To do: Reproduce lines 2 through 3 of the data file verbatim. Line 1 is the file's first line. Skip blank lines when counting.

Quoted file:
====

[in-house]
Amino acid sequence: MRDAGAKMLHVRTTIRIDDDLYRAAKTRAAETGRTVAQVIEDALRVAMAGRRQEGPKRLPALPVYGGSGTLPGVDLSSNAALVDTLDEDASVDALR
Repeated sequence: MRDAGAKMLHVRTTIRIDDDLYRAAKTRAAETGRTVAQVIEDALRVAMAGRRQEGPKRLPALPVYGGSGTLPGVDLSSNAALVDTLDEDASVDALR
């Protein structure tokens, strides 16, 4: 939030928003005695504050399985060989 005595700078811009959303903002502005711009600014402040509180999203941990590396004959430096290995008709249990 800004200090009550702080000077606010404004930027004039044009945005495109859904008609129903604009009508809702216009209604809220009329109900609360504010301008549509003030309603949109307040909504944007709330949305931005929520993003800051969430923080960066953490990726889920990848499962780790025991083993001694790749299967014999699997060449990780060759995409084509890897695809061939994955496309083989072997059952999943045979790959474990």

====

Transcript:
Amino acid sequence: MRDAGAKMLHVRTTIRIDDDLYRAAKTRAAETGRTVAQVIEDALRVAMAGRRQEGPKRLPALPVYGGSGTLPGVDLSSNAALVDTLDEDASVDALR
Repeated sequence: MRDAGAKMLHVRTTIRIDDDLYRAAKTRAAETGRTVAQVIEDALRVAMAGRRQEGPKRLPALPVYGGSGTLPGVDLSSNAALVDTLDEDASVDALR